The opinion of the court was delivered by: Irma E. Gonzalez, Chief Judge United States District Court
ORDER DENYING MOTION FOR EXTENSION OF TIME AND DENYING MOTION FOR STAY AND ABEYANCE; and
NOTICE REGARDING POSSIBLE DISMISSAL FOR FAILURE TO SATISFY FILING FEE REQUIREMENT AND FAILURE TO USE COURT- APPROVED PETITION FORM
Petitioner, a state prisoner proceeding pro se, has filed a Petition for a Writ of Habeas Corpus pursuant to 28 U.S.C. § 2254, accompanied by a Motion for Extension of Time and a Motion for Stay and Abeyance. Petitioner has not paid the $5.00 filing fee and has not filed an application to proceed in forma pauperis. Petitioner has also failed to use a court-approved habeas petition form. For the following reasons, the Court denies the Motion for Extension of Time and the Motion Stay and Abeyance, and notifies Petitioner that failure to satisfy the filing fee requirement and failure to submit an amended petition on a court-approved form will result in dismissal of this action.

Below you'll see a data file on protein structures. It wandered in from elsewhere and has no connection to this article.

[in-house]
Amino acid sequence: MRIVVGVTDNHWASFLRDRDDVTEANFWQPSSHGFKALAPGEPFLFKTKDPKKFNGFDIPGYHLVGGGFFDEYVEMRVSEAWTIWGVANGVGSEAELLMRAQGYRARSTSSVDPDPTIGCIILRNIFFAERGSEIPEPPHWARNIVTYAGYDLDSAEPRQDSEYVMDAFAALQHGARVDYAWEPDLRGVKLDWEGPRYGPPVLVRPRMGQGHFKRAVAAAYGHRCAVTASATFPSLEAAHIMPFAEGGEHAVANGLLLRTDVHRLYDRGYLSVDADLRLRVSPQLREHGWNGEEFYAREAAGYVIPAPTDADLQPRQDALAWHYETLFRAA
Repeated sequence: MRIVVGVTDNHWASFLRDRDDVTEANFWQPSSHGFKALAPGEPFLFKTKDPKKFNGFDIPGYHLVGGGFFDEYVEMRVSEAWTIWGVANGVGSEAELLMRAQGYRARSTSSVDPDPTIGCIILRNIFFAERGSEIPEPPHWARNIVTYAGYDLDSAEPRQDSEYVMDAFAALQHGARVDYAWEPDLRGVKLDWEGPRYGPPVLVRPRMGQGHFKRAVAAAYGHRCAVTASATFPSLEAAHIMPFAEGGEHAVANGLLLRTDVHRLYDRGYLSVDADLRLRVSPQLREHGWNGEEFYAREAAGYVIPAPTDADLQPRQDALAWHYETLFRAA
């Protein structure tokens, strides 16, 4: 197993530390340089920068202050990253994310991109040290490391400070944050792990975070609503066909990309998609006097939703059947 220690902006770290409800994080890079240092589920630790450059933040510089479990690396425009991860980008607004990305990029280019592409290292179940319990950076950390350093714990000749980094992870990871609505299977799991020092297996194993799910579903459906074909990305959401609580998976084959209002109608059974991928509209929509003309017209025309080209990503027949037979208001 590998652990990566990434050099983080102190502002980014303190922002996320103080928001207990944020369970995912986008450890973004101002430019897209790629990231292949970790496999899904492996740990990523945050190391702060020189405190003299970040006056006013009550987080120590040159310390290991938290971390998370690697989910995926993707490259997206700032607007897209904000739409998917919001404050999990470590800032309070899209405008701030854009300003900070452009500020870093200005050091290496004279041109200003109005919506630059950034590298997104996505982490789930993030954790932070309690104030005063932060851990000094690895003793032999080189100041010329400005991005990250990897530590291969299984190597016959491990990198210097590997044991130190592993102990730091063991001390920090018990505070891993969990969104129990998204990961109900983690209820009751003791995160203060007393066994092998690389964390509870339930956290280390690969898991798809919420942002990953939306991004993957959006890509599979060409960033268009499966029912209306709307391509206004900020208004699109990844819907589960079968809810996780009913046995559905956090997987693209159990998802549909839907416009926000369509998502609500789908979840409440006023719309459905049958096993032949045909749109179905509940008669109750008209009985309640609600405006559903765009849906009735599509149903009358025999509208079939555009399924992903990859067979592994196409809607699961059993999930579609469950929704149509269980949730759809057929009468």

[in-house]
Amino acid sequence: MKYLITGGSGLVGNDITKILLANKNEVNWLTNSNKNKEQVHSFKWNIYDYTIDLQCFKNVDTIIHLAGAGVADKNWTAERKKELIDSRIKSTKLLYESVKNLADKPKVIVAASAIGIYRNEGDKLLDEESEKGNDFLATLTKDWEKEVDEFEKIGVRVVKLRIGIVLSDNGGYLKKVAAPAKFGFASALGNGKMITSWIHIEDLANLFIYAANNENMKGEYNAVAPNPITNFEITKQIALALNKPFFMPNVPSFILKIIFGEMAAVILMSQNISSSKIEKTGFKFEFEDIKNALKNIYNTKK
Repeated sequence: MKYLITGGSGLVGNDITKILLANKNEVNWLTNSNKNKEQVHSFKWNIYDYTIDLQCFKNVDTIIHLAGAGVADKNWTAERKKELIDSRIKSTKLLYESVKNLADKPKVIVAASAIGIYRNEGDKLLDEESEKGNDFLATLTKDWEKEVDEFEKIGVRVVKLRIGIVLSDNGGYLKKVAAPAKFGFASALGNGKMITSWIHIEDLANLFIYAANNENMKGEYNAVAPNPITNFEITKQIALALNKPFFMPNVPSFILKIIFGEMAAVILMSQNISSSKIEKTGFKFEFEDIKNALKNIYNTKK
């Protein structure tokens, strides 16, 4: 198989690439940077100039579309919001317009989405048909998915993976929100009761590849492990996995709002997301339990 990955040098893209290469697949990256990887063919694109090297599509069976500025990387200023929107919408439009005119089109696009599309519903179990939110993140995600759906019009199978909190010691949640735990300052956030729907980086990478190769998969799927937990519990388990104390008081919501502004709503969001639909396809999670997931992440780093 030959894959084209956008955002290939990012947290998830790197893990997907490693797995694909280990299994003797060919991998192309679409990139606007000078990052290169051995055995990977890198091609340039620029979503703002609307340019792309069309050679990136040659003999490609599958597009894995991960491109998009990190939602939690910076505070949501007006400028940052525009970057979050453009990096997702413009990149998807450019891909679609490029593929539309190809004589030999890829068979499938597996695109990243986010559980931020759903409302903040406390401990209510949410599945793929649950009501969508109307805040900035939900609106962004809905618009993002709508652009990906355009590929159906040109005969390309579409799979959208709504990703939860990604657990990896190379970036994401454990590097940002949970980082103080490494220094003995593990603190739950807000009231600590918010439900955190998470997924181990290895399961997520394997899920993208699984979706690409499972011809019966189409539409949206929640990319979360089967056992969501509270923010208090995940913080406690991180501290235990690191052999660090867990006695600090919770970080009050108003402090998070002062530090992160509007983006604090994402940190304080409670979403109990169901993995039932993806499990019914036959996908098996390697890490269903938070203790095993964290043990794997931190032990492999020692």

FAILURE TO SATISFY FILING FEE REQUIREMENT
This Court cannot proceed until Petitioner has either paid the $5.00 filing fee or qualified to proceed in forma pauperis. See Rule 3(a), 28 U.S.C. foll. § 2254. Petitioner is advised that in order to avoid dismissal of his case, he must either pay the $5.00 filing fee or submit an application to proceed in forma pauperis no later than September 12, 2011. If Petitioner does not pay the $5.00 filing fee or submit an application to proceed in forma pauperis by that date, this case will be dismissed without prejudice, and Petitioner will have to begin again by filing a new petition which may be barred by the statute of limitations.*fn1
FAILURE TO USE PROPER FORM
Additionally, a Petition for a Writ of Habeas Corpus must be submitted in accordance with the Local Rules of the United States District Court for the Southern District of California. See Rule 2(d), 28 U.S.C. foll. § 2254. In order to comply with the Local Rules, the Petition must be submitted upon a court-approved form and in accordance with the instructions approved by the Court. Id.; S. D. CAL. CIVLR HC.2(b). Presently, Petitioner has not submitted his application for writ of habeas corpus on a court-approved form. Petitioner is advised that in order to avoid dismissal of his case, he must submit a First Amended Petition on a court-approved form no later than September 12, 2011.